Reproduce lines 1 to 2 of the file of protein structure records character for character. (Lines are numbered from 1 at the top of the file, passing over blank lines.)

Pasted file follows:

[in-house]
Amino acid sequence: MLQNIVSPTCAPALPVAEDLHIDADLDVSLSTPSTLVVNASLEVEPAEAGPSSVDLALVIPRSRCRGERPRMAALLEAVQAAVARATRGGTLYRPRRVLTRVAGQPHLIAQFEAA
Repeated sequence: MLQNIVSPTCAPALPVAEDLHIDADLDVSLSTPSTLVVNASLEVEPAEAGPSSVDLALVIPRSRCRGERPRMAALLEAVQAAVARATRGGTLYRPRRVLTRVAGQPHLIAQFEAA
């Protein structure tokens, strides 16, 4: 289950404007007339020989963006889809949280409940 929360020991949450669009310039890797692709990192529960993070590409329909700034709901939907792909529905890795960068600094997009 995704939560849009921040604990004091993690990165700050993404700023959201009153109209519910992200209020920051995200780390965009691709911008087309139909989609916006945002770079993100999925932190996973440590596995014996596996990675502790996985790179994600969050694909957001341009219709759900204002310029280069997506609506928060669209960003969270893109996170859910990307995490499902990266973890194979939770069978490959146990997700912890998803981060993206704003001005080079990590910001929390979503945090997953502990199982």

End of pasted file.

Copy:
[in-house]
Amino acid sequence: MLQNIVSPTCAPALPVAEDLHIDADLDVSLSTPSTLVVNASLEVEPAEAGPSSVDLALVIPRSRCRGERPRMAALLEAVQAAVARATRGGTLYRPRRVLTRVAGQPHLIAQFEAA